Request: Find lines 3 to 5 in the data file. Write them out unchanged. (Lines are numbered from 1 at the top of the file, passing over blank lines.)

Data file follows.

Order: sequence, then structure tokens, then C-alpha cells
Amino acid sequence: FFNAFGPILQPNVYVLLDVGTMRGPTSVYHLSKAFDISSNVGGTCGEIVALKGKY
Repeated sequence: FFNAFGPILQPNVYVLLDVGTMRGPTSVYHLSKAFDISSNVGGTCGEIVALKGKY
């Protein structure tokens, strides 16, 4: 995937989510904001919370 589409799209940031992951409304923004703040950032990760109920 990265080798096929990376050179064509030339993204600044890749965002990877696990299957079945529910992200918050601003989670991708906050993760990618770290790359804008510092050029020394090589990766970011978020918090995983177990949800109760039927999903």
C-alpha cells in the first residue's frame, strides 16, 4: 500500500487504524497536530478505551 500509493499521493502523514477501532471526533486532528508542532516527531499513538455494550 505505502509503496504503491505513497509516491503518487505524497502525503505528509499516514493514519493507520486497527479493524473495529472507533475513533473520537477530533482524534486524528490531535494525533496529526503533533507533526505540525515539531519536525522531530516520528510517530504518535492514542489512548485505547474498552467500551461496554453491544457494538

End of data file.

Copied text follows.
Repeated sequence: FFNAFGPILQPNVYVLLDVGTMRGPTSVYHLSKAFDISSNVGGTCGEIVALKGKY
């Protein structure tokens, strides 16, 4: 995937989510904001919370 589409799209940031992951409304923004703040950032990760109920 990265080798096929990376050179064509030339993204600044890749965002990877696990299957079945529910992200918050601003989670991708906050993760990618770290790359804008510092050029020394090589990766970011978020918090995983177990949800109760039927999903």
C-alpha cells in the first residue's frame, strides 16, 4: 500500500487504524497536530478505551 500509493499521493502523514477501532471526533486532528508542532516527531499513538455494550 505505502509503496504503491505513497509516491503518487505524497502525503505528509499516514493514519493507520486497527479493524473495529472507533475513533473520537477530533482524534486524528490531535494525533496529526503533533507533526505540525515539531519536525522531530516520528510517530504518535492514542489512548485505547474498552467500551461496554453491544457494538